SOLD FOR: $2626
Make: Shansei Arsenal (Sometimes spelled Shansi or Shanxi), China
Model: Type 17 Broomhandle “Hand Cannon” – Scaled-up Copy of C96 Broomhandle Mauser
Serial Number: 2013
Year of Manufacture: We believe this is from a production run in the 1980’s. There were some made in the 1920s and 1930s, but the condition and import mark indicates newer production.
Caliber: .45 A.C.P.
Action Type: Single Action Semi –Auto with Ten Round Internal Magazine
Barrel Length: 5 1/2”
Sights / Optics: The pistol is mounted with a “V” notched rear tangent sight with markings from “100-1000”. The front sight is a tall blade with a rectangular base fixed to the barrel.
Stock Configuration & Condition: The grips are two-piece serrated wood, each has the serial number hand-written on the interior. The grips have minor handling wear but do show the slightly rough finish typical of these pistols. There are a few light marks and some wear from the lanyard ring. The serrations are well defined. There are no chips or cracks. Overall, the grips are in Very Good-plus condition.
Type of Finish: Blued
Finish Originality: Original
Bore Condition: The bore is semi-bright and the rifling is sharp. There is some minor tool-chatter in the bore. There is some minor erosion and stubborn fouling, mostly in front of the chamber. In this writer’s opinion, the bore rates about 7 out of 10.
Overall Condition: This pistol retains about 90% of its metal finish. The finish is thinning at some edges, most notable at the muzzle. There are odd voids in the finish on the bottom of the floorplate. The rear frame panels and the surrounding raised surfaces have oddly defined, but minor finish wear. There are some scattered minor nicks and small scratches. The action shows light operational wear. The screw head is tool marked with a strong slot. The markings are clear. Overall, this pistol is in Very Good condition.
Mechanics: The action functions correctly, however we were not able to remove the lock frame from the frame. The trigger has a smooth takeup with a little bit of creep before it breaks. We did not fire this pistol. As with all used firearms, a thorough cleaning may be necessary to meet your maintenance standards.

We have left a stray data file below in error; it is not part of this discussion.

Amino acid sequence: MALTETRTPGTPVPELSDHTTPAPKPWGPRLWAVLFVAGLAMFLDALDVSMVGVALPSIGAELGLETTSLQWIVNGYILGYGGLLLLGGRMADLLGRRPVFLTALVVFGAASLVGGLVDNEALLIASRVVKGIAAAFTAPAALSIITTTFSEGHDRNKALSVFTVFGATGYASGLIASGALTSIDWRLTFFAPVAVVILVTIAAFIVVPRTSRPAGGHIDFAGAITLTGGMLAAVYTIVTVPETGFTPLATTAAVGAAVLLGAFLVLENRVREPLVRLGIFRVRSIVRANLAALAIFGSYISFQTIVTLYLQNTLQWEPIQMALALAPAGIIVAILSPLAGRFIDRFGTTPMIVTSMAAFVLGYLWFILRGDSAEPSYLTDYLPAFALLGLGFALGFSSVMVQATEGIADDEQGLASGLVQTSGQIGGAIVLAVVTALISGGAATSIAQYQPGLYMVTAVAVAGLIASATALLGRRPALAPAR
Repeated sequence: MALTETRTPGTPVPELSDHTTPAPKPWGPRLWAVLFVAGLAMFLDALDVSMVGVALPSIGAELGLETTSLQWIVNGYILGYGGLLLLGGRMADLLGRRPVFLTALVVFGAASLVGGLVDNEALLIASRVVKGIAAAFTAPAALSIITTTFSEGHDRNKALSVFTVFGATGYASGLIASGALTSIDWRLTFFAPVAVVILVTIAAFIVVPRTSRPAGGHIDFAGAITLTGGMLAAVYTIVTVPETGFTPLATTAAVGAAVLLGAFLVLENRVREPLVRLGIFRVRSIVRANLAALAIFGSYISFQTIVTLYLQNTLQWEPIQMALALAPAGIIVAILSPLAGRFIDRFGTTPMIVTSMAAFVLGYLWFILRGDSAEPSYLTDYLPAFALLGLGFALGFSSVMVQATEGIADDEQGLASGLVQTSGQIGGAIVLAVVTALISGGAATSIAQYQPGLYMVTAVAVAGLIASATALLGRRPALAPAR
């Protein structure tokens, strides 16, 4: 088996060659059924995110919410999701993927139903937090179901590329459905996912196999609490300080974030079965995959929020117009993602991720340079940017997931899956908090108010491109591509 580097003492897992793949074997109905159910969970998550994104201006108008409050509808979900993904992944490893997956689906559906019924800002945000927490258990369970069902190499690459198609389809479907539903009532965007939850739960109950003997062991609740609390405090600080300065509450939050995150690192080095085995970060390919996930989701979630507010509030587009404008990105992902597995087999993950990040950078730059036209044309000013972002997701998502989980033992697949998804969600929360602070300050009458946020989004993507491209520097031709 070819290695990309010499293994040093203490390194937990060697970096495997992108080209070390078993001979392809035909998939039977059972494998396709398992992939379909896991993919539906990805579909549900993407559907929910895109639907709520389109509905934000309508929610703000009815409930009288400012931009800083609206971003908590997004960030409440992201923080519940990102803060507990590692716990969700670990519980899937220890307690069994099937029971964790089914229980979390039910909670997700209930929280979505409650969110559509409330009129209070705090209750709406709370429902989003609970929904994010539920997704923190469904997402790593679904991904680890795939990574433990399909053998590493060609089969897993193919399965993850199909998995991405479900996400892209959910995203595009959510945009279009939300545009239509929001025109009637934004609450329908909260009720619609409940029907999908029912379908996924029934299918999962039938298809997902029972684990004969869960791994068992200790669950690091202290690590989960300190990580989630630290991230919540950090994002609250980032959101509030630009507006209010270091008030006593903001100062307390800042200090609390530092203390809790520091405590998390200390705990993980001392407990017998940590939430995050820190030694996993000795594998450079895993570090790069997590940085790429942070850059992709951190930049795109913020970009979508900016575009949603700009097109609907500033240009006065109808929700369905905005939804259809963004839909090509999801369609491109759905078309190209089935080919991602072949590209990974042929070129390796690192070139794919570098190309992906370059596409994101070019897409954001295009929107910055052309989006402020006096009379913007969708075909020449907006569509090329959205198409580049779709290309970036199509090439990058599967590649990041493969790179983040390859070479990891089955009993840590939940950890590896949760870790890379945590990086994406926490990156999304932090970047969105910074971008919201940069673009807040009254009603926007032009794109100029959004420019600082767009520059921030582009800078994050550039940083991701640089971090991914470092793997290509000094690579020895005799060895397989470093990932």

Box, Paperwork & Accessories: None.
Our Assessment: The Broomhandle Model 1896 Mauser is certainly an interesting looking firearm. During the Chinese civil war in the 1920s and 30s, international arms embargoes made rifles difficult to acquire – which led to a lot of popularity for pistols with shoulder stocks. The C96 “Broomhandle” Mauser in particular was popular, and it was copied by a number of Spanish firms for sale in China as well. China began manufacturing a copy of the C96 as early as 1918 and by the late 1920s, there were a total of 11 government arsenals manufacturing C96 pistols. Yen Hsi-Shan, the Governor General of Shanxi province starting in 1912, wanted to equip his forces with the most modern firearms available and built an arsenal to produce weapons for his troops. They started making a copy of the M1921 Thompson submachine gun during the late 1920s, and the problem of having to supply and carry two different calibers of ammunition, one for their Thompsons and another for their 7.63mm C96 pistols soon can apparent. A scaled-up copy of the C96 to fire .45 ACP cartridges was designed and began manufacture in 1928. Approximately 8000 Type 17 (Seventeenth Year of the Nationalist Chinese Rule starting in 1911) “Hand Cannons” were made at the Shanxi Arsenal from 1928-1931 and became so popular with collectors that another batch was made in China during the 1980s.
This Model 17 .45 Caliber Broomhandle was one of those made in the 1980’s. This pistol has about 90% of its finish remaining, and is in Very Good condition. We were not able to remove the lock frame from the frame, but the observed serial-marked parts are all matching. Collecting C96 Mausers can be quite an undertaking, as there are many variants (large and small ring hammers, etc.), and no C96 collection would be complete without Spanish and Chinese copies included, at least the ones made by major gun manufacturers and arsenals. Of the oddball copies, the most collectible is the .45 Model 17 “Hand Cannon” made by Shanxi, and we would think the more modern copies are just as collectable. Please see our photos and good luck!
Please forgive any typos, I was educated in California. -Bud